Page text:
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ChoiceAllen, a neuroanatomist and anthropologist, has provided a lucidly comprehensive intellectual account of the human brain's developmental processes.
— J. N. Muzio
Though we have other distinguishing characteristics (walking on two legs, for instance, and relative hairlessness), the brain and the behavior it produces are what truly set us apart from the other apes and primates. And how this three-pound organ composed of water, fat, and protein turned a mammal species into the dominant animal on earth today is the story John S. Allen seeks to tell.
Adopting what he calls a “bottom-up” approach to the evolution of human behavior, Allen considers the brain as a biological organ; a collection of genes, cells, and tissues that grows, eats, and ages, and is subject to the direct effects of natural selection and the phylogenetic constraints of its ancestry. An exploration of the evolution of this critical organ based on recent work in paleoanthropology, brain anatomy and neuroimaging, molecular genetics, life history theory, and related fields, his book shows us the brain as a product of the contexts in which it evolved: phylogenetic, somatic, genetic, ecological, demographic, and ultimately, cultural-linguistic. Throughout, Allen focuses on the foundations of brain evolution rather than the evolution of behavior or cognition. This perspective demonstrates how, just as some aspects of our behavior emerge in unexpected ways from the development of certain cognitive capacities, a more nuanced understanding of behavioral evolution might develop from a clearer picture of brain evolution.
Allen, a neuroanatomist and anthropologist, has provided a lucidly comprehensive intellectual account of the human brain's developmental processes.
— J. N. Muzio
In The Lives of the Brain, John S. Allen explores the many influences that anatomy, molecular biology, aging, development and culture have on the evolution and functional organization of the human brain. He provides the perspective and foundation to start thinking about brain evolution in a more sophisticated, multidimensional fashion.
— Asif A. Ghazanfar
The Lives of the Brain is a wonderfully engaging book. Because of its wide scope, even experts in the field are certain to make new discoveries in its pages. Because it is written in a style that is accessible and does not presuppose a specialized background in neuroscience, it will also serve as an excellent entry point for the uninitiated reader who is interested in knowing more about the human brain and its evolutionary history.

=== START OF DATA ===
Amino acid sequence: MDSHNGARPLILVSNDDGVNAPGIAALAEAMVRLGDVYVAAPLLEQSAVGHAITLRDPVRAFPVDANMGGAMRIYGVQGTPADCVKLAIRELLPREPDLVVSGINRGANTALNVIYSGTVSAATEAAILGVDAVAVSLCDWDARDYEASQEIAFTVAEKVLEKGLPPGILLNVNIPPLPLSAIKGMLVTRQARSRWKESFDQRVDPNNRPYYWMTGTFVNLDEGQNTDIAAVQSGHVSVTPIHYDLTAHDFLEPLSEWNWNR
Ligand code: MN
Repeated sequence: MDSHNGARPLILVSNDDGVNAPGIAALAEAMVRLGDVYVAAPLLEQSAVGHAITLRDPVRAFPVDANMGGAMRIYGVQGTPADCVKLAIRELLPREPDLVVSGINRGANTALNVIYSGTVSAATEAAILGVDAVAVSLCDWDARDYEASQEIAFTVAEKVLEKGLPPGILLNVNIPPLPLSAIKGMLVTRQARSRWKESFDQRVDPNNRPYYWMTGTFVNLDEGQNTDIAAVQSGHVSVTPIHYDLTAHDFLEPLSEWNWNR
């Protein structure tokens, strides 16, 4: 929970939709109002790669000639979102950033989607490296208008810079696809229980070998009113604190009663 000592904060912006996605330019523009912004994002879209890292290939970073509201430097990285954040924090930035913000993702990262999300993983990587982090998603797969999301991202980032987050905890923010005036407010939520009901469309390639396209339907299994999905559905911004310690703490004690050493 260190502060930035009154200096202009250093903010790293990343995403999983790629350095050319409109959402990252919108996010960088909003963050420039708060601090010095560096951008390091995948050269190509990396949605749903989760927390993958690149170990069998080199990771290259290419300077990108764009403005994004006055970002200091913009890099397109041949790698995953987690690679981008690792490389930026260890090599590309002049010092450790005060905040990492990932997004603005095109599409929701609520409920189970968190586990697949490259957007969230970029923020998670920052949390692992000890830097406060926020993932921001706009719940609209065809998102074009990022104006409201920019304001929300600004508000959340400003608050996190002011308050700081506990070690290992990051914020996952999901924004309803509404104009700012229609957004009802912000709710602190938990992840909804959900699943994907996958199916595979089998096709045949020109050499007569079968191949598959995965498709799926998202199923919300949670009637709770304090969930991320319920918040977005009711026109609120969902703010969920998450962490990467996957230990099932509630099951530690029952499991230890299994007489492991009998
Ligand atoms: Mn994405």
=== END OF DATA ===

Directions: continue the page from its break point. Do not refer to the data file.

— Chet C. Sherwood
Allen does a remarkable job in providing an insightful and a timely synthesis of current knowledge about brain evolution...He successfully highlights the controversies that surround the "big" issue of human brain evolution and manages to integrate findings across different levels and from various fields. The style of writing is clear and the book makes a comprehensible reading for anyone with an interest in brain evolution.
— Lambros Malafouris
A very good introduction to recent research on cognition, especially cognition and language. An antidote to many things you have read in Pinker.
— Tyler Cowen
The scope and scholarship of this book is impressive...There is much to learn, even by the experienced investigator, from reading this book, which is also a treat for any science-loving reader.
— Jon H. Kaas
Allen's book is comprised of ten chapters that collectively fulfill the promise of the introductory chapter to provide the reader with an in-depth exploration of the current knowledge of the brain...Anyone who wanted to philosophize about mind should first spend a year studying the brain in a hands-on laboratory setting. If doing so is not possible then reading Allen's book is a good substitute...The Lives of the Brain provides the reader with a comprehensive picture of the state of the knowledge of brain evolution at the beginning of the twenty-first century.
— Bob Lane